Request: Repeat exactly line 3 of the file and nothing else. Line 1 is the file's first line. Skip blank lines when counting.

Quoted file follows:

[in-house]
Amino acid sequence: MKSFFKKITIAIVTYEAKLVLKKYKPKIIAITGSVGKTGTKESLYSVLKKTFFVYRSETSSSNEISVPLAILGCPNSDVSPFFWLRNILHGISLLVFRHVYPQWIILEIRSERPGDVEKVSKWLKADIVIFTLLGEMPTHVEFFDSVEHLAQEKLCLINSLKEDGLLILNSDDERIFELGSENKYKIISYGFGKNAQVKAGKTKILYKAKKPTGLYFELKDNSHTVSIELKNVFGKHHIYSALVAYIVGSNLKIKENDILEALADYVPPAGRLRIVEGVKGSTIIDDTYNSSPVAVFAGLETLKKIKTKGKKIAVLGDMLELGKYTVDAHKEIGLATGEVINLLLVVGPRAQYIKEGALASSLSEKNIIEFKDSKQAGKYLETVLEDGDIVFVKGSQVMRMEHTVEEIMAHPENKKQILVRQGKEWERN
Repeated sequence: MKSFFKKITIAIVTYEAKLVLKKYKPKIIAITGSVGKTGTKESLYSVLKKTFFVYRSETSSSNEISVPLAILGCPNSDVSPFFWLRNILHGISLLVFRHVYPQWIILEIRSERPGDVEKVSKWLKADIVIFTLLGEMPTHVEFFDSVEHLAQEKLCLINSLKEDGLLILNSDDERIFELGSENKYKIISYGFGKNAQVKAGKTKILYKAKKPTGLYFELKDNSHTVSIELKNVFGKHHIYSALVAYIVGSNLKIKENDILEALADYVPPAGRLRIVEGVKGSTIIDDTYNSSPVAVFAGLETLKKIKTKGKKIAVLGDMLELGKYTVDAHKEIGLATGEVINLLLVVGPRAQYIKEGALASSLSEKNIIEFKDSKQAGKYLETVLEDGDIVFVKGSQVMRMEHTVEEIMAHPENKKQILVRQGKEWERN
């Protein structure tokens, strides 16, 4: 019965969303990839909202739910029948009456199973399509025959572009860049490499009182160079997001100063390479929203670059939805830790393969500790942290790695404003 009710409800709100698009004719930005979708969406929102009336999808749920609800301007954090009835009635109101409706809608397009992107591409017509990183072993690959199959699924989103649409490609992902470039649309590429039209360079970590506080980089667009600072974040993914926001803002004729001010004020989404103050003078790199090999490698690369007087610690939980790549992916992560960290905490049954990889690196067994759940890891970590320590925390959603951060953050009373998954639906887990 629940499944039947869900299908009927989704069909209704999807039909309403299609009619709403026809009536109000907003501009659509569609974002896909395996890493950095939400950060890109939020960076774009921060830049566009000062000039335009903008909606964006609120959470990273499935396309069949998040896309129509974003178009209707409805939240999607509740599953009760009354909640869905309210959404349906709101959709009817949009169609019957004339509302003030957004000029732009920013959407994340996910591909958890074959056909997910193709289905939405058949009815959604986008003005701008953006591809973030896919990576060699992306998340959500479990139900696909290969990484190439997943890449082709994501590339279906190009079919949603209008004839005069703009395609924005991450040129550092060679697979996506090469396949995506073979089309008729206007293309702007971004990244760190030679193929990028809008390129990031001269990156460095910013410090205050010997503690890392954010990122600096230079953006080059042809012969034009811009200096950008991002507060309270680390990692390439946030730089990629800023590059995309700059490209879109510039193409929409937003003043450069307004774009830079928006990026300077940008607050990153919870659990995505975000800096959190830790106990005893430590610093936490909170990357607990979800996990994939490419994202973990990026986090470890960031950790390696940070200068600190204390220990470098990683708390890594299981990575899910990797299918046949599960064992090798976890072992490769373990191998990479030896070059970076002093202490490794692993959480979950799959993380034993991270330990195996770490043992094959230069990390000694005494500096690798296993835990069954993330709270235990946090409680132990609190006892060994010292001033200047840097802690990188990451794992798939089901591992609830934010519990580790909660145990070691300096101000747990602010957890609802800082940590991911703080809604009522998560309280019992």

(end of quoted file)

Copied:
Repeated sequence: MKSFFKKITIAIVTYEAKLVLKKYKPKIIAITGSVGKTGTKESLYSVLKKTFFVYRSETSSSNEISVPLAILGCPNSDVSPFFWLRNILHGISLLVFRHVYPQWIILEIRSERPGDVEKVSKWLKADIVIFTLLGEMPTHVEFFDSVEHLAQEKLCLINSLKEDGLLILNSDDERIFELGSENKYKIISYGFGKNAQVKAGKTKILYKAKKPTGLYFELKDNSHTVSIELKNVFGKHHIYSALVAYIVGSNLKIKENDILEALADYVPPAGRLRIVEGVKGSTIIDDTYNSSPVAVFAGLETLKKIKTKGKKIAVLGDMLELGKYTVDAHKEIGLATGEVINLLLVVGPRAQYIKEGALASSLSEKNIIEFKDSKQAGKYLETVLEDGDIVFVKGSQVMRMEHTVEEIMAHPENKKQILVRQGKEWERN